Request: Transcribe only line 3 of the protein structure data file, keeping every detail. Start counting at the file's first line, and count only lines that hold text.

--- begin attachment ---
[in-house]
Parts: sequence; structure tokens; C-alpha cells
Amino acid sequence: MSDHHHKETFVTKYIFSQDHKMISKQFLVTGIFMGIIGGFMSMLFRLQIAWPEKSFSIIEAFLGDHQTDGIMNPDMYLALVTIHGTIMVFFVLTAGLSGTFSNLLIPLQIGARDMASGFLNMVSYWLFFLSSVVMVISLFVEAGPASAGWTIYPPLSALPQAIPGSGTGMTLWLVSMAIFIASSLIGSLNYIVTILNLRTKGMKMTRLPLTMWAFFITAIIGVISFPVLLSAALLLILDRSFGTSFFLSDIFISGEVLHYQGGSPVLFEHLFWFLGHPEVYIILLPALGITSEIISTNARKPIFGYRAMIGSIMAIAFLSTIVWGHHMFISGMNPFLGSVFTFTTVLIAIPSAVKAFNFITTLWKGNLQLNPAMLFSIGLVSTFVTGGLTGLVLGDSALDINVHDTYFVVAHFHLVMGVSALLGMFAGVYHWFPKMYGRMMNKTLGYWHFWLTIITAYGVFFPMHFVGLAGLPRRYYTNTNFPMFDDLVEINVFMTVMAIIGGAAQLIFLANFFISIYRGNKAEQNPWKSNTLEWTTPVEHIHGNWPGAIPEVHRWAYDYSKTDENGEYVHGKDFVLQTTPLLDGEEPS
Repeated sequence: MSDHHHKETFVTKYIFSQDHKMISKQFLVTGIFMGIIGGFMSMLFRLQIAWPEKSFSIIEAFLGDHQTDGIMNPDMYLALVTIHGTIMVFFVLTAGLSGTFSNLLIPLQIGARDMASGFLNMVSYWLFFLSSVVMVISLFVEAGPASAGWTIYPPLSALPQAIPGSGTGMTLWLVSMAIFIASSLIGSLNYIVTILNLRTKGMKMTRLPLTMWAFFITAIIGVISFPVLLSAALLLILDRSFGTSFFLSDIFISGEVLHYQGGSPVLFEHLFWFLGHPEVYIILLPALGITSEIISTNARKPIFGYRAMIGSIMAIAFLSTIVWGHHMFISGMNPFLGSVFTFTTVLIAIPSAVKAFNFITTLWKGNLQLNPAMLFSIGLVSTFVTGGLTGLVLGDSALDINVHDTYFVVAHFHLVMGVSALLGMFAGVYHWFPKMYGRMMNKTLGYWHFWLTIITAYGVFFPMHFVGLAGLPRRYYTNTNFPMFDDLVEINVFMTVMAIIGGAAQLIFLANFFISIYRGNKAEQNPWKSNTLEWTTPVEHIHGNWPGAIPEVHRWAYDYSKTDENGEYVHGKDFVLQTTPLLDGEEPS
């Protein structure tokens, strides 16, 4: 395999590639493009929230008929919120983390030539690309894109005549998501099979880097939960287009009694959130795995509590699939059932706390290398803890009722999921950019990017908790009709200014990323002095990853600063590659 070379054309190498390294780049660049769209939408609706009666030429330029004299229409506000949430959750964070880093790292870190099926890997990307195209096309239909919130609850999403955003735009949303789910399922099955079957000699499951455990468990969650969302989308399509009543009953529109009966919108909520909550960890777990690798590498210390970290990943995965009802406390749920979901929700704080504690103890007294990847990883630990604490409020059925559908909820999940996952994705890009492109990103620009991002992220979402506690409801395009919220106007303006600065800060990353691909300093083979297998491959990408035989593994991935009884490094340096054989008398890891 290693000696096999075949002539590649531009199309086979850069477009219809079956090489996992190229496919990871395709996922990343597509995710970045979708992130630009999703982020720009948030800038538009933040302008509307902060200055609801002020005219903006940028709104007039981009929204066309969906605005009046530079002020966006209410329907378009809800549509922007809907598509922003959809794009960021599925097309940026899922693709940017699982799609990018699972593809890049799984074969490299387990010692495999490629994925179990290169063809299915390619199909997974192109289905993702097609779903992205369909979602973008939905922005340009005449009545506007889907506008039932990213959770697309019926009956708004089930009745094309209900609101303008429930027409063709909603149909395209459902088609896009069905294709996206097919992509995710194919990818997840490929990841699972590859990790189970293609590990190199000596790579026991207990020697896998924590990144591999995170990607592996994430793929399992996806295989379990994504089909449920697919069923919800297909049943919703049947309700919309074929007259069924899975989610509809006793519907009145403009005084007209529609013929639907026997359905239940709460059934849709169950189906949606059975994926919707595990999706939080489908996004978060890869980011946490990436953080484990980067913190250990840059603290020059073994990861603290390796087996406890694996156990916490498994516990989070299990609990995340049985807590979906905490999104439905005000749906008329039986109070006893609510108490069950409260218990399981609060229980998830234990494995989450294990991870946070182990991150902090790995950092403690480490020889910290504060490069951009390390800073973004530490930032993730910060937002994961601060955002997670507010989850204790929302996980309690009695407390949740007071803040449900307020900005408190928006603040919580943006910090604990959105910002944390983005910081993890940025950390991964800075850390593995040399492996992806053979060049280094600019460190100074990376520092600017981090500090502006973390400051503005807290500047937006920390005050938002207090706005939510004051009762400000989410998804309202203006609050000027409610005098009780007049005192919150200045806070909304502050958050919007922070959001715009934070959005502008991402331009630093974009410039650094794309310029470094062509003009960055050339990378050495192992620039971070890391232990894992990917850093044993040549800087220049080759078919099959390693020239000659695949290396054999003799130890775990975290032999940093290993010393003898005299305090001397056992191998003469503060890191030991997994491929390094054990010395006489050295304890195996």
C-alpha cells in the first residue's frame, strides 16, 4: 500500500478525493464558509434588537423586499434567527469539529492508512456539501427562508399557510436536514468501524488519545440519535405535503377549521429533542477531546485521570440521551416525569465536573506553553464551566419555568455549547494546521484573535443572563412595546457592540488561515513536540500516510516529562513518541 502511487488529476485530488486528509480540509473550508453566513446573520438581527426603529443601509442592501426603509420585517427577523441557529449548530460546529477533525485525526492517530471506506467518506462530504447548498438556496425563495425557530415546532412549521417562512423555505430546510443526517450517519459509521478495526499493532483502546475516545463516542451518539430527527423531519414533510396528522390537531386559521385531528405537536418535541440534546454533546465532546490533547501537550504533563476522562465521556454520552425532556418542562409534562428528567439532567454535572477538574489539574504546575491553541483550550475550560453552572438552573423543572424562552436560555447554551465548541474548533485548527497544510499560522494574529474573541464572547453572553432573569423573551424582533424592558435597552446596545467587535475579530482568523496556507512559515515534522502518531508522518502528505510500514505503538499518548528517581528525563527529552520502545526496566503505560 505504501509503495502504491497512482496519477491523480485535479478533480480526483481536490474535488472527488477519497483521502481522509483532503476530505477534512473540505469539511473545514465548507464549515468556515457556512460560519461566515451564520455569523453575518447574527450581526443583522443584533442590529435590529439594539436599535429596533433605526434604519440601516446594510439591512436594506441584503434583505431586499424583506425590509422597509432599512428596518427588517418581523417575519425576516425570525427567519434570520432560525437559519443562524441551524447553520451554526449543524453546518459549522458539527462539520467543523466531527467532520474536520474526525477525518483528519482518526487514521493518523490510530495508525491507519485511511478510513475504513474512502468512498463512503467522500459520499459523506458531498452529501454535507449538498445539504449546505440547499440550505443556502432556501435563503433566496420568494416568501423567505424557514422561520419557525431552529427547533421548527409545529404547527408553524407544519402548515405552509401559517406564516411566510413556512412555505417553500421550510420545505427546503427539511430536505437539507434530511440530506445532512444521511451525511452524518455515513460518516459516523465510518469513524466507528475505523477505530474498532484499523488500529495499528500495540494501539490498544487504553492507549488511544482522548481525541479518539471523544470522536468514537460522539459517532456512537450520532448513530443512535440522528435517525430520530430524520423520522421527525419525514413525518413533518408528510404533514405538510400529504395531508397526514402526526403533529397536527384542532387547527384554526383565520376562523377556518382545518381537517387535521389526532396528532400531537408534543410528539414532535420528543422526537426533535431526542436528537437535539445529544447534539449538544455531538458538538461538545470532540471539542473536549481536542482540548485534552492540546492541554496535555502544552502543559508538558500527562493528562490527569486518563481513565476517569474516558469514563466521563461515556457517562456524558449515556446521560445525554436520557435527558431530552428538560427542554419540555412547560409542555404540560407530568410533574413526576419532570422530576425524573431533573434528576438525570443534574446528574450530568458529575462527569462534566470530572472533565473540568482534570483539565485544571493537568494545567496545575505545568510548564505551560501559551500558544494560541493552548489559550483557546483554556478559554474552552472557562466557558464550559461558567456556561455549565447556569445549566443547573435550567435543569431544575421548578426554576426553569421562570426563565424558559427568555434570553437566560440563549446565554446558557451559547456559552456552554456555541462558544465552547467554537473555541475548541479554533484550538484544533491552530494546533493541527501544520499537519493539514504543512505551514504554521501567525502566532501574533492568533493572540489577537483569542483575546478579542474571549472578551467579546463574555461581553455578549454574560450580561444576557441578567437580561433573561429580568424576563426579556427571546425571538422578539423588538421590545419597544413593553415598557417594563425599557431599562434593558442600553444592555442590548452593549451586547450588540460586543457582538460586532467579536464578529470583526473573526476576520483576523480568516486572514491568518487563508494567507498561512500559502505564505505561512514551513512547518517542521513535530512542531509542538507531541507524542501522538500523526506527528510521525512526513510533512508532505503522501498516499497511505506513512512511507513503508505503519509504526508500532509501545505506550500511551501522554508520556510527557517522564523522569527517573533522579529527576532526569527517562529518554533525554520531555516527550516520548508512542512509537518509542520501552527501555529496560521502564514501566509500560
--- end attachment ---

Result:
Amino acid sequence: MSDHHHKETFVTKYIFSQDHKMISKQFLVTGIFMGIIGGFMSMLFRLQIAWPEKSFSIIEAFLGDHQTDGIMNPDMYLALVTIHGTIMVFFVLTAGLSGTFSNLLIPLQIGARDMASGFLNMVSYWLFFLSSVVMVISLFVEAGPASAGWTIYPPLSALPQAIPGSGTGMTLWLVSMAIFIASSLIGSLNYIVTILNLRTKGMKMTRLPLTMWAFFITAIIGVISFPVLLSAALLLILDRSFGTSFFLSDIFISGEVLHYQGGSPVLFEHLFWFLGHPEVYIILLPALGITSEIISTNARKPIFGYRAMIGSIMAIAFLSTIVWGHHMFISGMNPFLGSVFTFTTVLIAIPSAVKAFNFITTLWKGNLQLNPAMLFSIGLVSTFVTGGLTGLVLGDSALDINVHDTYFVVAHFHLVMGVSALLGMFAGVYHWFPKMYGRMMNKTLGYWHFWLTIITAYGVFFPMHFVGLAGLPRRYYTNTNFPMFDDLVEINVFMTVMAIIGGAAQLIFLANFFISIYRGNKAEQNPWKSNTLEWTTPVEHIHGNWPGAIPEVHRWAYDYSKTDENGEYVHGKDFVLQTTPLLDGEEPS